Kroger shakes up own-brand fashion with one fell swoop

Discussion
Joe Mimran and Dip merchandising rendering - Source: Kroger
Jul 11, 2018
George Anderson

Kroger announced on Monday that it has teamed up with Joe Mimran, the designer behind the Club Monaco, Joe Fresh and Pink Tartan labels, to develop a new exclusive apparel brand for the retailer.

The new line, known as Dip, will include men’s, women’s, juniors, kids, and baby collections. The clothing is being introduced this fall at 300 of Kroger’s Marketplace and Fred Meyer supercenter format stores.

“We’ve worked closely with Joe and his team to develop a line of clothing that works for today’s times — easy to buy, easy to wear, and easy to love. Effortless style, every day of the week,” said Robert Clark, Kroger’s senior vice president of merchandising. “Dip will transform our apparel business, further redefining the customer experience through Restock Kroger.”

Kroger’s introduction of Dip marks a new approach to its own-brand fashions. The retailer is phasing out more than a dozen of its apparel private labels and replacing them with the new line.

“The goal is to connect with our customers in innovative ways through ‘Our Brands,’” said Robert Clark, Kroger’s senior vice president of merchandising. “Dip enables Kroger to provide a meaningfully better clothing experience and, ultimately, expand on the products and experiences that you can only get at our stores. Imagine grabbing a few groceries and then being able to dip over to the next aisle and finding your new favorite top or pants.”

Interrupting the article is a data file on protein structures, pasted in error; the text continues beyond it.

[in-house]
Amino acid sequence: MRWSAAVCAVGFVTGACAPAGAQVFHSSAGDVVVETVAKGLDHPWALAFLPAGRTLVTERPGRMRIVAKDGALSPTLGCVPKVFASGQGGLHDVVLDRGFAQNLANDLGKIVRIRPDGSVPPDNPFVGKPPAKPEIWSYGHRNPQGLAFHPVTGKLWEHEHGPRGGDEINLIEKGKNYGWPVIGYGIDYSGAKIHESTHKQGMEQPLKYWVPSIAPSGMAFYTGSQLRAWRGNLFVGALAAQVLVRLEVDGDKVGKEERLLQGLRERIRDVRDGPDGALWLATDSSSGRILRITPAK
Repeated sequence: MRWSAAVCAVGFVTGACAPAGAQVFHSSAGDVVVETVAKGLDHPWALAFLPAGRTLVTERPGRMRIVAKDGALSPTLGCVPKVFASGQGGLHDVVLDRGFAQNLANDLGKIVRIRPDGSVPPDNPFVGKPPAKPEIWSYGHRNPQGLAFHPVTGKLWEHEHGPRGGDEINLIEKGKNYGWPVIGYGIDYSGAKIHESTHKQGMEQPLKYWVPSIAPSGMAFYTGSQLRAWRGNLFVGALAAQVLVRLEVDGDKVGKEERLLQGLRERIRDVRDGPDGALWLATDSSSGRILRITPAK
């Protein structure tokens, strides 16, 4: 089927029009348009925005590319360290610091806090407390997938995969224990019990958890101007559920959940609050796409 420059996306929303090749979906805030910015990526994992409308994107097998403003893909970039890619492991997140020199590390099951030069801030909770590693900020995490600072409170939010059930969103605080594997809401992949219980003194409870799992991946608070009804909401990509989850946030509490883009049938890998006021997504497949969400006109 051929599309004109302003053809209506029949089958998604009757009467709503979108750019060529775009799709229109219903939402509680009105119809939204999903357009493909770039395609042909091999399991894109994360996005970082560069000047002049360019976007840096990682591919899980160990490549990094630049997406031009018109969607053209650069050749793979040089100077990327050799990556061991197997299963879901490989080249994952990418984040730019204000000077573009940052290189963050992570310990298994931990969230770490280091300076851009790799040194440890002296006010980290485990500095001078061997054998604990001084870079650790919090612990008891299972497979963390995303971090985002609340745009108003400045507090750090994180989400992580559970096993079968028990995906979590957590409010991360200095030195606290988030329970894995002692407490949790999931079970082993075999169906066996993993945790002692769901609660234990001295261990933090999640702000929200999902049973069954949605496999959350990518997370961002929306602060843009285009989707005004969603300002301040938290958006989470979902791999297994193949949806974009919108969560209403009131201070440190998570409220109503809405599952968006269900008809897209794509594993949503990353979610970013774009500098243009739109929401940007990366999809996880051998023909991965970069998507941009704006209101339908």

DISCUSSION QUESTIONS: Will Kroger succeed with the rehash of its entire private label apparel strategy under designer Joe Mimran? What’s your overall opinion of mixing apparel sales within a supermarket store environment?

Please practice The RetailWire Golden Rule when submitting your comments.
Braintrust
"There’s always room for a well-executed apparel brand, and Joe Mimran has certainly got the track record to do it."
"Experimentation and staying lean is usually worth celebrating, but I’m seeing the cost of that spirit at a local level."
"In the U.K., fashion has been a great success for supermarkets — mainly because each grocer has carefully developed its own label or labels."

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11 Comments on "Kroger shakes up own-brand fashion with one fell swoop"


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Max Goldberg
Staff

Kroger is trying to follow in the footsteps of Target by creating exclusive fashion merchandise. This may work at Fred Meyer, which has a long tradition of carrying clothing, but I’d be hesitant to buy clothes at my local Ralphs.

Richard Layman
Guest
10 days 15 hours ago